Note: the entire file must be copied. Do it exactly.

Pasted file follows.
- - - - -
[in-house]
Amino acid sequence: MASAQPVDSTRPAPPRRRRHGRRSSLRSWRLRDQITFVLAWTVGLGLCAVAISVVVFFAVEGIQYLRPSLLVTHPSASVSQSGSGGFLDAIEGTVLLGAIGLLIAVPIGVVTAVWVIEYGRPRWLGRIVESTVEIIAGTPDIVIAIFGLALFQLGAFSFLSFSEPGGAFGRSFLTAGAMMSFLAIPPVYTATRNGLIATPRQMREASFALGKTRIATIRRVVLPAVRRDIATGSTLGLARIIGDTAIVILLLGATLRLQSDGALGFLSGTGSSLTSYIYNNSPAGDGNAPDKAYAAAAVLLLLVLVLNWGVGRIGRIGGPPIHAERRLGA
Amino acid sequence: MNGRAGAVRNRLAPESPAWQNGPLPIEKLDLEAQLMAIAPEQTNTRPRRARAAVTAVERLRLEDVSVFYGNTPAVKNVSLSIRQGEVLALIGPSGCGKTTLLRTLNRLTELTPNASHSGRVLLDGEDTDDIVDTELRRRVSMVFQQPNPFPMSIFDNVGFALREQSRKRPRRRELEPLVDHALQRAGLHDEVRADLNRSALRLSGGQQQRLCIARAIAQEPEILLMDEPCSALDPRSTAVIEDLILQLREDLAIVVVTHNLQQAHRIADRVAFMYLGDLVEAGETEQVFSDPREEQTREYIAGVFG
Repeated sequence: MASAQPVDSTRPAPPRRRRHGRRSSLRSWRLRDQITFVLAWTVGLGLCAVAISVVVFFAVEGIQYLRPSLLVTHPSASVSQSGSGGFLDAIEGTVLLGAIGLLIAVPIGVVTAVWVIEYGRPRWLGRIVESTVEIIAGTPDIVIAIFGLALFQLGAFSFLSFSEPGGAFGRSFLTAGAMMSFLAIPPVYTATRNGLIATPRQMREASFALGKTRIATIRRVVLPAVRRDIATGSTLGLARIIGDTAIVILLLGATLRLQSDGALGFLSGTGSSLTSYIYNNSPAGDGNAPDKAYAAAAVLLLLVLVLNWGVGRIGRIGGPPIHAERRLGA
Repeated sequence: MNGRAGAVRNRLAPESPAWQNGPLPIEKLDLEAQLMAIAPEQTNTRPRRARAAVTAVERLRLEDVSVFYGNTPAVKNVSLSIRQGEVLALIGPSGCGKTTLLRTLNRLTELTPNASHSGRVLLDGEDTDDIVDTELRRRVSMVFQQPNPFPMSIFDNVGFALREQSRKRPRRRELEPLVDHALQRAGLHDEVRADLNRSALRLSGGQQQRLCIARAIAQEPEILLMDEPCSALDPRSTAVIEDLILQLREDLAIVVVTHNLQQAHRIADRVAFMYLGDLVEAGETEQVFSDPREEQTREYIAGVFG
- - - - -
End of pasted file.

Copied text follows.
[in-house]
Amino acid sequence: MASAQPVDSTRPAPPRRRRHGRRSSLRSWRLRDQITFVLAWTVGLGLCAVAISVVVFFAVEGIQYLRPSLLVTHPSASVSQSGSGGFLDAIEGTVLLGAIGLLIAVPIGVVTAVWVIEYGRPRWLGRIVESTVEIIAGTPDIVIAIFGLALFQLGAFSFLSFSEPGGAFGRSFLTAGAMMSFLAIPPVYTATRNGLIATPRQMREASFALGKTRIATIRRVVLPAVRRDIATGSTLGLARIIGDTAIVILLLGATLRLQSDGALGFLSGTGSSLTSYIYNNSPAGDGNAPDKAYAAAAVLLLLVLVLNWGVGRIGRIGGPPIHAERRLGA
Amino acid sequence: MNGRAGAVRNRLAPESPAWQNGPLPIEKLDLEAQLMAIAPEQTNTRPRRARAAVTAVERLRLEDVSVFYGNTPAVKNVSLSIRQGEVLALIGPSGCGKTTLLRTLNRLTELTPNASHSGRVLLDGEDTDDIVDTELRRRVSMVFQQPNPFPMSIFDNVGFALREQSRKRPRRRELEPLVDHALQRAGLHDEVRADLNRSALRLSGGQQQRLCIARAIAQEPEILLMDEPCSALDPRSTAVIEDLILQLREDLAIVVVTHNLQQAHRIADRVAFMYLGDLVEAGETEQVFSDPREEQTREYIAGVFG
Repeated sequence: MASAQPVDSTRPAPPRRRRHGRRSSLRSWRLRDQITFVLAWTVGLGLCAVAISVVVFFAVEGIQYLRPSLLVTHPSASVSQSGSGGFLDAIEGTVLLGAIGLLIAVPIGVVTAVWVIEYGRPRWLGRIVESTVEIIAGTPDIVIAIFGLALFQLGAFSFLSFSEPGGAFGRSFLTAGAMMSFLAIPPVYTATRNGLIATPRQMREASFALGKTRIATIRRVVLPAVRRDIATGSTLGLARIIGDTAIVILLLGATLRLQSDGALGFLSGTGSSLTSYIYNNSPAGDGNAPDKAYAAAAVLLLLVLVLNWGVGRIGRIGGPPIHAERRLGA
Repeated sequence: MNGRAGAVRNRLAPESPAWQNGPLPIEKLDLEAQLMAIAPEQTNTRPRRARAAVTAVERLRLEDVSVFYGNTPAVKNVSLSIRQGEVLALIGPSGCGKTTLLRTLNRLTELTPNASHSGRVLLDGEDTDDIVDTELRRRVSMVFQQPNPFPMSIFDNVGFALREQSRKRPRRRELEPLVDHALQRAGLHDEVRADLNRSALRLSGGQQQRLCIARAIAQEPEILLMDEPCSALDPRSTAVIEDLILQLREDLAIVVVTHNLQQAHRIADRVAFMYLGDLVEAGETEQVFSDPREEQTREYIAGVFG